Mid Mountains Legal Blog

Who Stays? Sole Use and Occupation Orders

Anthony Steel

When a couple separates, both parties can continue living separately under one roof whilst they finalize their property and parenting arrangements This arrangement is economically practical if the parties are on friendly terms.

When this arrangement is not viable, a dispute may arise as to who is to leave the family home.

Unless there is a sole use and occupation Court Order in place, both parties to a marriage or de facto relationship are entitled to live in a jointly owned family home. This is often one of the main causes of disagreement following the breakdown of a relationship. In that event, seeking an order for sole occupancy may be an appropriate solution.

What is a sole occupancy order?

A sole occupancy order is a Court Order which stipulates that the other party needs to vacate the property within a short time period. As it’s a serious matter to turn a person out of their home, the Court usually makes sole occupancy orders in exceptional situations including where:

  1. one spouse is perpetrating family or domestic violence on or making threats against the other;
  2. if the children are affected by having the parents residing together; or
  3. if work has been done on the house to accommodate someone’s disability.

How can the Court assist?

The Federal Circuit & Family Court of Australia (FCFCOA) has powers under the Family Law Act 1975 (the Act) to make an order that one party has sole use and occupation of the former family home. However, as ordering someone out of their own home is a big decision, the FCFCOA makes these orders cautiously.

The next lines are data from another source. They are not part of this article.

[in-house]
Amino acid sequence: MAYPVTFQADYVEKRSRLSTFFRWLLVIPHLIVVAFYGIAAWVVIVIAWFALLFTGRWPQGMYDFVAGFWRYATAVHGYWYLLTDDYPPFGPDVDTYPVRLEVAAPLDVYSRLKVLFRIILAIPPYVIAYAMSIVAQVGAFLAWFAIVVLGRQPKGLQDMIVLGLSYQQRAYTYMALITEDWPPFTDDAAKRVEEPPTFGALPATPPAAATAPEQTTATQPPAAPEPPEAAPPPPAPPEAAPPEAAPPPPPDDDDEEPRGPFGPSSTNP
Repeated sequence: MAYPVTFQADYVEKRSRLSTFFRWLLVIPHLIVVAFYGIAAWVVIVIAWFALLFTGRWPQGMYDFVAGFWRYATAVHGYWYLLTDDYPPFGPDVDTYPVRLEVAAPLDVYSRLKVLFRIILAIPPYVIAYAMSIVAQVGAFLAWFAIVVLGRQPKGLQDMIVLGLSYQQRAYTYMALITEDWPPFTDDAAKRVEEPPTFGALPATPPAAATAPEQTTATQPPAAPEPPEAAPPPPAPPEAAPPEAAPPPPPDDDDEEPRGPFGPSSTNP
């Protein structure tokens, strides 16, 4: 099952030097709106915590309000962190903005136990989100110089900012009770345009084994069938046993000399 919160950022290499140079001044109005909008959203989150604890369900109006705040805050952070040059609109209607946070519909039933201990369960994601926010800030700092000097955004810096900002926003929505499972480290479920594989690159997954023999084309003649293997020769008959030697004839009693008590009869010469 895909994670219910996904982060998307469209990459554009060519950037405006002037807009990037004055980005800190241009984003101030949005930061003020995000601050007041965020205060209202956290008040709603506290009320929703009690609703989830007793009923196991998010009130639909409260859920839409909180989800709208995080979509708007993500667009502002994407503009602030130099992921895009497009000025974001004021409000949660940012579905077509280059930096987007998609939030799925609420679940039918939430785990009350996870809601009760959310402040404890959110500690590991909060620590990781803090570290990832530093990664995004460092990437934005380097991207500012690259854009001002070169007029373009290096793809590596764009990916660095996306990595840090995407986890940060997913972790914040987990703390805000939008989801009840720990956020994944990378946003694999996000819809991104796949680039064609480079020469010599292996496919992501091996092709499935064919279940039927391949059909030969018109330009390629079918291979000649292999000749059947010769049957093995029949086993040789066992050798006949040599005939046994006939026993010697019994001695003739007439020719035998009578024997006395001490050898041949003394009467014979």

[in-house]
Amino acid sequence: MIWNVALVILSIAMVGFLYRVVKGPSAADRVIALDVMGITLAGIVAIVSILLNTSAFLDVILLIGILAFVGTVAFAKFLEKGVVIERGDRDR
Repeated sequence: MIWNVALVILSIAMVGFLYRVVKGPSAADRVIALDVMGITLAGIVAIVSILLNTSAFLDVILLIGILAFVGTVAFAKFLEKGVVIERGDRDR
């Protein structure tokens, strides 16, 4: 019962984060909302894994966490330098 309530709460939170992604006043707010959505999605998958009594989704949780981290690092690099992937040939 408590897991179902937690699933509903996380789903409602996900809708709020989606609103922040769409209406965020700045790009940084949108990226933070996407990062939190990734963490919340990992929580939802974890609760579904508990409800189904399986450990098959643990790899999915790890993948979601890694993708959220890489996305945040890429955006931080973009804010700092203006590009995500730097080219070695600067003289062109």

The Court may grant an injunction related to the use of the matrimonial home under s114 of the Act in a marriage, and s114 (2A) in de facto situations. The Court may make such an order as it thinks proper, according to the merits of each circumstance.

Exclusive occupation orders

A party seeking sole occupancy of the former matrimonial home should file an application for exclusive occupation with the Court which will apply while property matters are being resolved. In deciding whether to give a spouse exclusive use or occupation of the matrimonial home, the court will consider:

  1. The nature of the parties’ relationship;
  2. Each party’s financial position (e.g. whether either can afford to live elsewhere);
  3. Whether one party is perpetrating family violence on the other;
  4. Whether the parties own another property that one party may temporarily move into (such as a holiday house or investment property);
  5. Questions of convenience or hardship;
  6. If there are children, whether their school or support network is nearby; and
  7. Whether the application is necessary and reasonable.

Family violence

If you are the victim of family violence, you should apply to the NSW Police for an apprehended domestic violence order (ADVO) under the Crimes (Domestic and Personal Violence) Act 2007 (NSW).

One of the conditions of an ADVO may remove your family member from your home (called an Exclusion Order). However, if this order is not granted through the ADVO, the FCFCOA will take the existence of an ADVO into account when you apply for exclusive occupation.

What now?

Contact us for advice if you are considering applying for exclusive occupation.

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